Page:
The Roadrunner Supercomputer: a Petaflop's No Problem

IBM and Los Alamos National Lab built Roadrunner, the world's fastest supercomputer. It not only reached a petaflop, it beat that by more than 10%. This is the story behind Roadrunner.
Linux Was a Natural Fit

No, I didn't forget to mention that Roadrunner runs on Linux—Red Hat to be exact. From the beginning, the LANL team knew it wanted Linux due to the open nature of its mission and what it sought to accomplish. IBM's Grice added that LANL “has always been interested in Linux things, so it was a natural fit. We did think about [other operating systems] but we didn't think very hard.”

Technically, Linux was a good fit too. The teams didn't need to concern themselves about running either the Cell processor or the LS21 blade server, nor is scalability a major issue, as it didn't come down at the node level. Rather, it is about using all of the nodes together, which means a low level of strain on the operating system. IBM's Linux Technology Center was instrumental in making Linux work on the Roadrunner.

Beyond Linux, Grice praised other open-source communities for their “tremendous cooperation”. He explained how they excitedly dived into the unique challenges presented by Roadrunner and its hybrid architecture and surpassed all expectations. Some of the open-source applications include the Moab scheduler and Torque resource manager.

To the surprise of IBM and LANL, most potential software “issues” never turned into problems. However, one challenge presented by open source is the numerous streams that aren't always compatible with each other. Thus, the teams had to hold themselves back in some places and experiment in others to keep a stack that was coherent with itself. Nevertheless, the result was satisfying and scaled effectively.

“The notion that there were separate communities who all pulled together, and then it all locked in together as one whole stack, that I think is a fantastic story”, said Grice.

Keeping the Bird Cool

In general, “power and cooling are second only to the software complexity”, emphasized Grice. Power is the real problem for driving HPC forward. Roadrunner solves these issues through the efficiency of its design. Especially due to the efficiency of the Cell processors, Roadrunner needs only 2.3MW of power at full load running Linpack, delivering a world-leading 437 million calculations per Watt. This result was much better than IBM's official rating of 3.9MW at full load. Such efficiency has placed Roadrunner in third place on the Green 500 list of most efficient supercomputers.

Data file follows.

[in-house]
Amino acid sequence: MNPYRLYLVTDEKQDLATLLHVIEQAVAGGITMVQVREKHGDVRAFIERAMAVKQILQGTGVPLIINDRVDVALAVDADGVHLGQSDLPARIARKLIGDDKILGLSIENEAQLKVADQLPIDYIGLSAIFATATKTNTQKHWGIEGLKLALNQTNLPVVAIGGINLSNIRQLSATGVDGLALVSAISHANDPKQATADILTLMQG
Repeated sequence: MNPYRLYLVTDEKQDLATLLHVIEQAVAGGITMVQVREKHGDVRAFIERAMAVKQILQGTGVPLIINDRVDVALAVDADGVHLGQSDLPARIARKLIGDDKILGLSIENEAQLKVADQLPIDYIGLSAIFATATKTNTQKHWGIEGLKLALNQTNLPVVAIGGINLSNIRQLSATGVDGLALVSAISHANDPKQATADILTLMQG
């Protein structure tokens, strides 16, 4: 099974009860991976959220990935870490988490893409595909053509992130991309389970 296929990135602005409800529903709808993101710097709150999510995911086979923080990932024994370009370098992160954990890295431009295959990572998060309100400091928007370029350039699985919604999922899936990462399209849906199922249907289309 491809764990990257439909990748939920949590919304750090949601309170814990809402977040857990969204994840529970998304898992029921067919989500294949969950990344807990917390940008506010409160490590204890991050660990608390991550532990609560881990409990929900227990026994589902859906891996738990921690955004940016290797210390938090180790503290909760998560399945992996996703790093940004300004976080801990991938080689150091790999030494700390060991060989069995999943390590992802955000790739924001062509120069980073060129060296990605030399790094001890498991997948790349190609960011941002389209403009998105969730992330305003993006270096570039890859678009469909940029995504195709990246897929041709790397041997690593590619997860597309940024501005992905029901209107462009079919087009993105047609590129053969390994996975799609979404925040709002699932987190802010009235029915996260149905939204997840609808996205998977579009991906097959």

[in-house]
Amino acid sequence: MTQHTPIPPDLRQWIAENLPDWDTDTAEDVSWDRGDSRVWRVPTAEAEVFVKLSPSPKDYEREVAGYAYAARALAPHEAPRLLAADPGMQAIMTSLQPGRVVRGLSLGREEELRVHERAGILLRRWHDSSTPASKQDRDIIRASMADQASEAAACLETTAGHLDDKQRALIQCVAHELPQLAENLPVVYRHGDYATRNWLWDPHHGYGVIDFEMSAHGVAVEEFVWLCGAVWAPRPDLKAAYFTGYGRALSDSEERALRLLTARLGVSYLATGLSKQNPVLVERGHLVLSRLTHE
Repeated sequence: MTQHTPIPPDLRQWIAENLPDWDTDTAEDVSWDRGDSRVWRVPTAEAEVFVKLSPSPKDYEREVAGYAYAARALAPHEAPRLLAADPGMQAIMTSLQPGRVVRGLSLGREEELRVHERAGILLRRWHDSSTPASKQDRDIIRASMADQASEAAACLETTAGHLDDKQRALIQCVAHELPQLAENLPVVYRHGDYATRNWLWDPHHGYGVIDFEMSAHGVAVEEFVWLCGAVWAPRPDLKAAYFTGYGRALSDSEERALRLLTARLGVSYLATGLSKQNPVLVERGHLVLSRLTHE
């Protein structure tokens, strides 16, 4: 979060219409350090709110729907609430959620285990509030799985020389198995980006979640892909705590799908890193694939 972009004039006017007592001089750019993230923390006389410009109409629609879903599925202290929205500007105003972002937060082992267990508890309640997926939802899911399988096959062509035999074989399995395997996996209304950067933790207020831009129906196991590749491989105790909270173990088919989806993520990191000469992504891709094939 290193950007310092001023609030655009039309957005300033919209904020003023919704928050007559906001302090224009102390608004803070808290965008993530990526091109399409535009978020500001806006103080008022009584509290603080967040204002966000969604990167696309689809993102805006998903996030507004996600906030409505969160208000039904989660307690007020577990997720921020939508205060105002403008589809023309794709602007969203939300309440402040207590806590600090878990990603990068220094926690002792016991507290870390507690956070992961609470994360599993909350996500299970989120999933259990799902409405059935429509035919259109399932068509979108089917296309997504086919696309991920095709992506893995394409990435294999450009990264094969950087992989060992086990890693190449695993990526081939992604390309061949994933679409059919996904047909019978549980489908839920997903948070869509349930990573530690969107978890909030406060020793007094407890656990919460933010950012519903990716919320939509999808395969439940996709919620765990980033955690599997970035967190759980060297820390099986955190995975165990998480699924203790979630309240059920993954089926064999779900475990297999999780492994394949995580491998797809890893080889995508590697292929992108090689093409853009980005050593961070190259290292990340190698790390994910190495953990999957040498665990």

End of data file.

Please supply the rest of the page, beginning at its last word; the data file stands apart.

Otherwise, Roadrunner is air-cooled, utilizing large copper heat sinks and variable-speed fans.

What Comes after Roadrunner?

Despite Roadrunner's quantum leap into petascale computing, it is merely the beginning of an exciting trend. IBM's Grice spoke of efforts in Europe to re-invigorate supercomputing there, with plans in the pipeline for multi-petaflop machines on-line by 2010. IBM also is planning in the tens of petaflops with Los Alamos and Sandia National Laboratories, including a 50-petaflop machine slated for delivery in 2012 or 2013. “We're going to have an exaflop in 11 years”, adds Grice, “so we just have to figure out how to power it”. The trend has been amazingly linear, and given the advances in hybrid computing, it likely will continue unabated.

Roadrunner also will raise expectations, and hybrid computing will trickle down, making the once-impossible possible. Climate-change scientists will heap more elements to their models, pharmaceutical companies will model the effects of drugs in the body, and Hollywood's special-effects will become even more mind-blowing.

As this future unfolds, the Roadrunner teams at IBM and Los Alamos National Lab should be confident in their accomplishment of building the world's fastest supercomputer—the first-ever petaflop machine. It was an incredible achievement in planning, hardware, software and logistics that has set the global standard for supercomputing. It will be interesting to see what the team will accomplish next.

James Gray is Linux Journal Products Editor and a graduate student in environmental sciences and management at Michigan State University. A Linux enthusiast since the mid-1990s, he currently resides in Lansing, Michigan, with his wife and cats.


James Gray is Products Editor for Linux Journal.


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$110 million! And there was

James Artle's picture

$110 million! And there was be debating whether to spend a few thousand on a new laptop! Seriously, all this stuff blows me away; it's hard to imagine how a computer this big and powerful can be built, and why it needs to be this big.

James from Laptop Reviews